(WXYZ) — As of November 1, nearly 2,000 people in Michigan are in need of a kidney transplant. This fall, that number became a little lower.
That's because of Lindsey Dryden; she gave her kidney to a stranger.
"I was scared; I remember being on the operating table crying, because I was nervous," said Dryden.
Sitting inside the transplant institute at Henry Ford Hospital in Detroit, Dryden told us about her brother-in-law, Del, a school teacher and father of two in Hamtramck who up until recently, was having to take naps just to get through the day.
"He was in a car accident when he was younger and he lost his spleen and one of his kidneys and then the kidney that he did have left was failing him," said Dryden.
Del, like tens-of-thousands of people in the United States right now, needed a kidney transplant.
"So as soon as he said that, I said, 'well what do I need to do? What do I need to fill out? Where do I go to find out about it?'" said Dryden.
Dr. Rohini Prashar, medical director of the kidney transplant program at Henry Ford Transplant Institute, tells 7 Action News that as of early November, there are about 100,000 people in the country waiting for a kidney transplant.
"If you just talk about kidney disease, about 10-20% of people waiting for a kidney transplant die every year," said Dr. Prashar.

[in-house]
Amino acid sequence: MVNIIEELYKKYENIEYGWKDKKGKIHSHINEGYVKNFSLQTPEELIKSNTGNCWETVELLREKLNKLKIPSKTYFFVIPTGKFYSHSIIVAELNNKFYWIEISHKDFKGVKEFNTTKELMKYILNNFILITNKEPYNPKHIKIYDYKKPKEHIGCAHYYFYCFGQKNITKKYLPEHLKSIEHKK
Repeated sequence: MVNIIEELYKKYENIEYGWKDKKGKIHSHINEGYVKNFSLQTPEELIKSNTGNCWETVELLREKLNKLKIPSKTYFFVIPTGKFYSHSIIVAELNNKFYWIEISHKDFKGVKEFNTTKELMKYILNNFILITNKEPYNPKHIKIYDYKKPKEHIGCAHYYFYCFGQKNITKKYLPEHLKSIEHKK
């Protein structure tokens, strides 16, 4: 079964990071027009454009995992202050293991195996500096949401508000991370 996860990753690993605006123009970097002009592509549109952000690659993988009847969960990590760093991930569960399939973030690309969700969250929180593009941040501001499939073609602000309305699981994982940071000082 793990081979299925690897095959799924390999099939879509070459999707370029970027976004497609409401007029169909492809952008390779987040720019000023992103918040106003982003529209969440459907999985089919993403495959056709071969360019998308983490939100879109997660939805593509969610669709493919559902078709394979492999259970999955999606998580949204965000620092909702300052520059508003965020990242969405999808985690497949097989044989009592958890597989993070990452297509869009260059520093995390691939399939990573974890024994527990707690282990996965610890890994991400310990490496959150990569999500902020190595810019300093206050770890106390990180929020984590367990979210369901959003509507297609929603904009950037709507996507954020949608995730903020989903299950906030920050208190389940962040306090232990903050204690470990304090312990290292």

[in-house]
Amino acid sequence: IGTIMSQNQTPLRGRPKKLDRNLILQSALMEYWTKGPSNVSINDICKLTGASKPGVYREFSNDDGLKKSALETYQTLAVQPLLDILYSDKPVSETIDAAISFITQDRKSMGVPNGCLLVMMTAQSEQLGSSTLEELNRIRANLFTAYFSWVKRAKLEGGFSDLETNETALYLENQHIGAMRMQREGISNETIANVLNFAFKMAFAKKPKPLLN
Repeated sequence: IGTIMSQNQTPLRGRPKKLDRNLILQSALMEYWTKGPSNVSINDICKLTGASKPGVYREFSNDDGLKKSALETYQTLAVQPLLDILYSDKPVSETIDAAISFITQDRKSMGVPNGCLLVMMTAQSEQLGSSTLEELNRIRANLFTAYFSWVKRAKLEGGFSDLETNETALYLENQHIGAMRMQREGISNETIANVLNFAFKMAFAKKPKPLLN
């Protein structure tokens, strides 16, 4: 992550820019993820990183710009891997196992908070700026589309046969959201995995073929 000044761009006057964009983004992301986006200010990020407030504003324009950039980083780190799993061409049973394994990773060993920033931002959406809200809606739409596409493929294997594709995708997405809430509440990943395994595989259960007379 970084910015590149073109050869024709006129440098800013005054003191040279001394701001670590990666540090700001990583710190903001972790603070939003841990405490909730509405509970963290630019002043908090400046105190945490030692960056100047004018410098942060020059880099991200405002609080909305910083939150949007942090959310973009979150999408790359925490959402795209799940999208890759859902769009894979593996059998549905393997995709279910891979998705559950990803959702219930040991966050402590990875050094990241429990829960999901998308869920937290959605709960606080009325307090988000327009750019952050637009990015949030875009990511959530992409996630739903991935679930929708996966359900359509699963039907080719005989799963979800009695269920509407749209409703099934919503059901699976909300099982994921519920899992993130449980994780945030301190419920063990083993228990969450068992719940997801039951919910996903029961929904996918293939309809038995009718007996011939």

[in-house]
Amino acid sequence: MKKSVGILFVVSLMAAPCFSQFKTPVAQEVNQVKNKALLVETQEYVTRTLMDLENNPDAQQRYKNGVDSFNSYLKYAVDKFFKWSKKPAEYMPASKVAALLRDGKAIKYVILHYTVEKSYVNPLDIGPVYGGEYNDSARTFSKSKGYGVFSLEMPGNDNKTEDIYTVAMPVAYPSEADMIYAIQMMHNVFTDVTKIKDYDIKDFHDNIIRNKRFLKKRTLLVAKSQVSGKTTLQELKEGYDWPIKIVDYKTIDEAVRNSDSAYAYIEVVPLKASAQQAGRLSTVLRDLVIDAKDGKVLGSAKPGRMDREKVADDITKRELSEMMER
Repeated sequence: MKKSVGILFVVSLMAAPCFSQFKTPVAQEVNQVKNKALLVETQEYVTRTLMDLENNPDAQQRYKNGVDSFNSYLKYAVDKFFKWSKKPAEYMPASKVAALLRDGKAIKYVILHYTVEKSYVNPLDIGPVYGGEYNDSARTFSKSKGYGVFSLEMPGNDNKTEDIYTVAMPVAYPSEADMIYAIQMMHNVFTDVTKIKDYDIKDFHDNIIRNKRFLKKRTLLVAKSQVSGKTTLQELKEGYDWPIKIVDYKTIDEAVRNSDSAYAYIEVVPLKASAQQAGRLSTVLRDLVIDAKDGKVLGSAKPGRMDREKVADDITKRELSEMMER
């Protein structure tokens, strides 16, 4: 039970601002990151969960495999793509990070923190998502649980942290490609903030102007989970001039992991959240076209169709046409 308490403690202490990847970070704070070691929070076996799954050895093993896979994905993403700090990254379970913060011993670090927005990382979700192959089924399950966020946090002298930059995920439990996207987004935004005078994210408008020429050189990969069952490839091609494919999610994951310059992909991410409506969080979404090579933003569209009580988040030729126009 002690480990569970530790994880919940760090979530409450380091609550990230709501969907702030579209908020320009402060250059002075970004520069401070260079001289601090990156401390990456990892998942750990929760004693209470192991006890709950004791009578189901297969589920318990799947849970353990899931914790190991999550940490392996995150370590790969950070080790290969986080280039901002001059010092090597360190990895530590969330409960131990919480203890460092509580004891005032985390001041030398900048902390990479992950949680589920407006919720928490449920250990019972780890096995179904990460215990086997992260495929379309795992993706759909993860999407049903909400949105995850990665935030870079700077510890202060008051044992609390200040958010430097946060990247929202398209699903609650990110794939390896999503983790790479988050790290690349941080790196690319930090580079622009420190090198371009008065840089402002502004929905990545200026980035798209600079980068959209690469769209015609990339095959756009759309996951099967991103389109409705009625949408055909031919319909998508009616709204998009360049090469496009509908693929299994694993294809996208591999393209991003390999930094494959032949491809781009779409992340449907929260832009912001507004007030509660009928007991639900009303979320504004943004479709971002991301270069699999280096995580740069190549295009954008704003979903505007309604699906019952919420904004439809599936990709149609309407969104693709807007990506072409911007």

Dryden turned out to be a match for her brother, and many others who are waiting.
So Dr. Prashar approached her about going into a kidney pair donation pool, where her kidney would go to a complete stranger, and Del would still get a kidney, but from someone else.
"And I said sure!" said Dryden.
Dr. Prashar said, "because of her kindness, not only did her brother-in-law get a kidney transplant, she helped many other people."
Dr. Prashar says a living organ donation like Dryden’s to a stranger is rare, but so needed.
Because today Del is doing better than he has in a long time.
"Almost immediately his energy came back, it was amazing to see that transformation," said Dryden.
And someone out there who Dryden has never met, is too.
"If you’re willing to take a risk, there’s so many good things that can happen for other people when we think about others instead of just focusing on ourselves," she said.
In a few months, Dryden will have the opportunity to meet the person she gave her kidney to if they're interested.
She says she’d love to meet them.